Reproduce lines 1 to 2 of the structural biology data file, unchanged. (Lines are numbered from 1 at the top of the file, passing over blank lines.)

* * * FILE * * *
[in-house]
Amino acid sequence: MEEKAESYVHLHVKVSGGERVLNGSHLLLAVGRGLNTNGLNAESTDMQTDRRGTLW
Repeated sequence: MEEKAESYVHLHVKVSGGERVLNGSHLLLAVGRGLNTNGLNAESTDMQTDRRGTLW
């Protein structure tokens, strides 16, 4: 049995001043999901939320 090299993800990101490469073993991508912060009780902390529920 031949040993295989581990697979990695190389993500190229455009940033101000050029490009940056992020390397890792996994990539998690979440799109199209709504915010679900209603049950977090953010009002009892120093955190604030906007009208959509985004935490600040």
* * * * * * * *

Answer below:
[in-house]
Amino acid sequence: MEEKAESYVHLHVKVSGGERVLNGSHLLLAVGRGLNTNGLNAESTDMQTDRRGTLW